Category Archives: Pilates

5 tips for preventing back pain when caring for children

As I was walking home from class yesterday a father and his toddler walked past me.  The dad was taking tiny baby steps in time with his son, was crouching in a squat position to be at his son’s level and was leaning over to one side in order to hold his hand.  This reminded me of how Becky used to love to hold my finger as she walked – up until her hand was big enough to hold mine.  And how it hurt my back let alone nearly dislocated my finger!!!

The trouble with having bad posture when you’re caring for children is that you’re going to repeat that same position over and over again each day and this will take it’s toll on your body.  And because of the interconnectedness of our body parts, that pain could show up anywhere, with the back often being the prime suspect.

Here’s my 5 top positions to be aware of your posture:

  1. Bending over to change nappies and other jobs at waist height – stay in close, hinge from the hips and keep the upper back in alignment. You’re trying not to just round your shoulders and hang from your ribs.  If the task is lower down, bend at the knees into a squat or lunge
  2. Getting out of bed – roll over onto your side and push yourself up. Try not to just sit straight up – this causes pressure through your stomach and could prevent diastasis from improving as well affecting your pelvic floor and back.  I demonstrate this on video here
  3. Pushing the pushchair/shopping trolley – stand upright, not too far away, with your arms slightly bent and think of powering through your legs, it’s a great bum work out!  Don’t rest your weight on the pushchair and don’t think of it as pushing with your arms – your whole body is doing the job.  Applies even more so when going uphill!!
  4. Picking baby up from the floor – bend at the knees into a squat or lunge keeping your back in alignment, pull baby in close, exhale as stand up (using the knack).   The same with car seats – and it’s better if you can carry them close with both hands when baby is small.  Picking up from the cot you need to stay in close and again bend at the knees and hips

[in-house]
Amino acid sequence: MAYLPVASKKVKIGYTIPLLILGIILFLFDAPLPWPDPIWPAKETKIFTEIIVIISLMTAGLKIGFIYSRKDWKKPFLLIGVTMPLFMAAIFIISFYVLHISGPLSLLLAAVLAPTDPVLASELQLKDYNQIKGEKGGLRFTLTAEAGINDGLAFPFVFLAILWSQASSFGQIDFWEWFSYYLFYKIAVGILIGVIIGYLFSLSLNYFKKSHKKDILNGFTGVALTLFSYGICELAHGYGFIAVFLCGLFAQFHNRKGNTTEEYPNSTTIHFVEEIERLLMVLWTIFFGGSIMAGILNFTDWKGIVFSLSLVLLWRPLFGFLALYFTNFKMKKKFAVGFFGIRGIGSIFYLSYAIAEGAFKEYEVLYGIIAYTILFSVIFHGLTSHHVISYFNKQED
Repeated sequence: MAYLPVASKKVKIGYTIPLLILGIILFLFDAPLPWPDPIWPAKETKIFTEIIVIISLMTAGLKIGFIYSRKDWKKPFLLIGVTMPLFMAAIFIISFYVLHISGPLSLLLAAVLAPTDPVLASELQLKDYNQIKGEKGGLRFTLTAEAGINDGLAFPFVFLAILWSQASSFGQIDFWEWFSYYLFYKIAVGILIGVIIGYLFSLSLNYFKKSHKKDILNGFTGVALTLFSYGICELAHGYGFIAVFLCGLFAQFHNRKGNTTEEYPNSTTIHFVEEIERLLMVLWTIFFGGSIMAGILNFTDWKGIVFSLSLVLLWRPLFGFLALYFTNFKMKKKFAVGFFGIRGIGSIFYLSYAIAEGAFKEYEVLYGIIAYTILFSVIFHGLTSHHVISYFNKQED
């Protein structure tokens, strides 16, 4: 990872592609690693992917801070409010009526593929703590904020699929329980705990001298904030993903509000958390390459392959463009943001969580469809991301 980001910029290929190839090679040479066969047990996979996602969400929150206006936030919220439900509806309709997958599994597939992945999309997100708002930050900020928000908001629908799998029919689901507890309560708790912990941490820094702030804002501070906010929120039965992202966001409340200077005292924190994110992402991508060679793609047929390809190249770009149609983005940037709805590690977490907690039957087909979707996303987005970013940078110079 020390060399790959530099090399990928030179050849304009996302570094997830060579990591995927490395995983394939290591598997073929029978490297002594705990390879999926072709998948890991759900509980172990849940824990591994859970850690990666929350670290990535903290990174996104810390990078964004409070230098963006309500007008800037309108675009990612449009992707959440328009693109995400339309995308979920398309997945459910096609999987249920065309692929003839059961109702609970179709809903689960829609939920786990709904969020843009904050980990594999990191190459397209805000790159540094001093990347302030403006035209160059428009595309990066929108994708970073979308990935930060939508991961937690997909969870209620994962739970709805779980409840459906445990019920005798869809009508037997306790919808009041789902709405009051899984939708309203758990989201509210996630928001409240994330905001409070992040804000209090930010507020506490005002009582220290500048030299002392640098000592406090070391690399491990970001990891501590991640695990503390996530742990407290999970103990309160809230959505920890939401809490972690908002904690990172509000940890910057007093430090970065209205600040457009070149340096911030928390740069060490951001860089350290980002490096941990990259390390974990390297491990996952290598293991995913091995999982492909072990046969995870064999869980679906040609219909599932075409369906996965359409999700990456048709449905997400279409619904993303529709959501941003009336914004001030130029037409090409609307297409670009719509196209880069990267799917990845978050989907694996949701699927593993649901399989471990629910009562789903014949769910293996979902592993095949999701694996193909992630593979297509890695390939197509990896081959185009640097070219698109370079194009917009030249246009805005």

5. Carrying baby – try not to lean back to rest baby on your chest.  Drop your ribs down and keep them in alignment with your hips – you will feel your core tire quicker but that will just remind you to change positions.  Try and keep baby high and in the centre.  If you carry to one side keep them high and let their head rest on your shoulder – try not to push your hip out and try to vary sides rather than always favouring one

Bear in mind that any continuing pregnancy conditions need to be assessed – pelvic girdle pain, piriformis/sciatica, diastasis, pelvic floor dysfunction.  These can all contribute to back pain as well.

 

A Pain in the Bum – Pelvic Girdle Pain

Pelvic girdle pain (PGP), sometimes known as Symphysis Pubis Dysfunction (SPD) or SI Joint Pain – can be felt in the back, bum, legs and front of pelvis.

It’s a common problem in pregnancy – 20% of pregnant women get it, although it can be as much as 50%.  But remember common does not mean normal – so you don’t have to just put up with it!

The good news is that it does tend to clear up after pregnancy – only 7-8% women still have a problem postnatally.  But how you deal with it in pregnancy will have a bearing on your recovery

There are various risk factors for the condition including:

  • pelvic girdle pain in previous pregnancy
  • gaining excessive weight during pregnancy
  • lack of core strength
  • poor posture
  • pelvic misalignment or history of trauma to the pelvis
  • hypermobility, connective tissue disorders or laxity in the joints
  • expecting a large baby or multiples
  • baby’s position

There is also a range in the severity of pain felt and different activities can affect differently – some movements may cause no pain in some women but be excruciating for others.  For instance, the classic going up stairs was not a problem for me but turning over in bed was always painful. The general rule of thumb is – if it hurts, don’t do it!  There is no benefit in pushing through the pain and you’re more likely to make it worse.

Here are a few ideas to try which may help out with day to day activities:

  • Walking – take smaller steps and go slower.  Be aware that if you have a small child or a dog pulling on you that will also exacerbate it.  Otherwise walking is a great exercise and should be continued as much as possible
  • Sitting – don’t cross your legs – either at the ankles or the knees.  Sit upright and with both feet on the floor – an upright chair or birthing ball is helpful rather than the sofa.  Click here to go to my YouTube channel where there are videos instructions on sitting, standing up and getting up from the floor or bed.  Using the Knack on movement will also help.
  • In bed – turning over is usually the issue.  Keep a pillow between your knees then squeeze your knees, perform the Knack and try to keep your hips stacked as you roll.  This can be aided by having a duvet under the bottom sheet.  Also reducing friction to turning can help – using silk sheets, a snoozle slide sheet or if you’re desperate, a bin bag!

For more information the best website to use is
www.pelvicpartnership.org.uk – loads of information there.

take a deep breath

I wanted to talk about breathing this week. For something that should happen automatically, it’s often the hardest thing to get right! Most beginners starting off with Pilates struggle with the breathing. It’s ok not to get it, as long as you breathe! But if you do get it, it is integral to proper form, pelvic floor health, core strength and general well being.